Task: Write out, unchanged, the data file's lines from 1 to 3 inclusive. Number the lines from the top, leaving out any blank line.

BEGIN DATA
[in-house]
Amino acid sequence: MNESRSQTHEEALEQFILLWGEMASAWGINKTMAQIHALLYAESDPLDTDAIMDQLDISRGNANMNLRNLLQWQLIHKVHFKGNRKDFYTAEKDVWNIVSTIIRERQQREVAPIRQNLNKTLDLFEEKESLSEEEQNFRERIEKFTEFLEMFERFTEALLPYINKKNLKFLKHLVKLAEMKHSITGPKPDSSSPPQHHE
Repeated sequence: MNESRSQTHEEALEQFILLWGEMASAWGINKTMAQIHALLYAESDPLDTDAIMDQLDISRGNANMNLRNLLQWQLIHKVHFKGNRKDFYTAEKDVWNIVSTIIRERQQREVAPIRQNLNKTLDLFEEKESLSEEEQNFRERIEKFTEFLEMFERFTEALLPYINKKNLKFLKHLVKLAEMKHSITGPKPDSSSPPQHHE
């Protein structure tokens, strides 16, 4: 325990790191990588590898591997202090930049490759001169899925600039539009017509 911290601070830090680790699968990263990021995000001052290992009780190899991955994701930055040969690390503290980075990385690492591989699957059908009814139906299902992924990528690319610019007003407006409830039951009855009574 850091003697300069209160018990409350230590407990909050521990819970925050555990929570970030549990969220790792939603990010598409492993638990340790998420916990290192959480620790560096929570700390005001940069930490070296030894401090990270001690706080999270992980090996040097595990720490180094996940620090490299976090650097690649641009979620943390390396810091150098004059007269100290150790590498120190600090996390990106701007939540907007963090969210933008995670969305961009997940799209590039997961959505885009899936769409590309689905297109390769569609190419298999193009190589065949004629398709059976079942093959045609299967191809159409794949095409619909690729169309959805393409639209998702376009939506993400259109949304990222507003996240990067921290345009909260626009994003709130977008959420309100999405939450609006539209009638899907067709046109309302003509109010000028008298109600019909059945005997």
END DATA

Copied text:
[in-house]
Amino acid sequence: MNESRSQTHEEALEQFILLWGEMASAWGINKTMAQIHALLYAESDPLDTDAIMDQLDISRGNANMNLRNLLQWQLIHKVHFKGNRKDFYTAEKDVWNIVSTIIRERQQREVAPIRQNLNKTLDLFEEKESLSEEEQNFRERIEKFTEFLEMFERFTEALLPYINKKNLKFLKHLVKLAEMKHSITGPKPDSSSPPQHHE
Repeated sequence: MNESRSQTHEEALEQFILLWGEMASAWGINKTMAQIHALLYAESDPLDTDAIMDQLDISRGNANMNLRNLLQWQLIHKVHFKGNRKDFYTAEKDVWNIVSTIIRERQQREVAPIRQNLNKTLDLFEEKESLSEEEQNFRERIEKFTEFLEMFERFTEALLPYINKKNLKFLKHLVKLAEMKHSITGPKPDSSSPPQHHE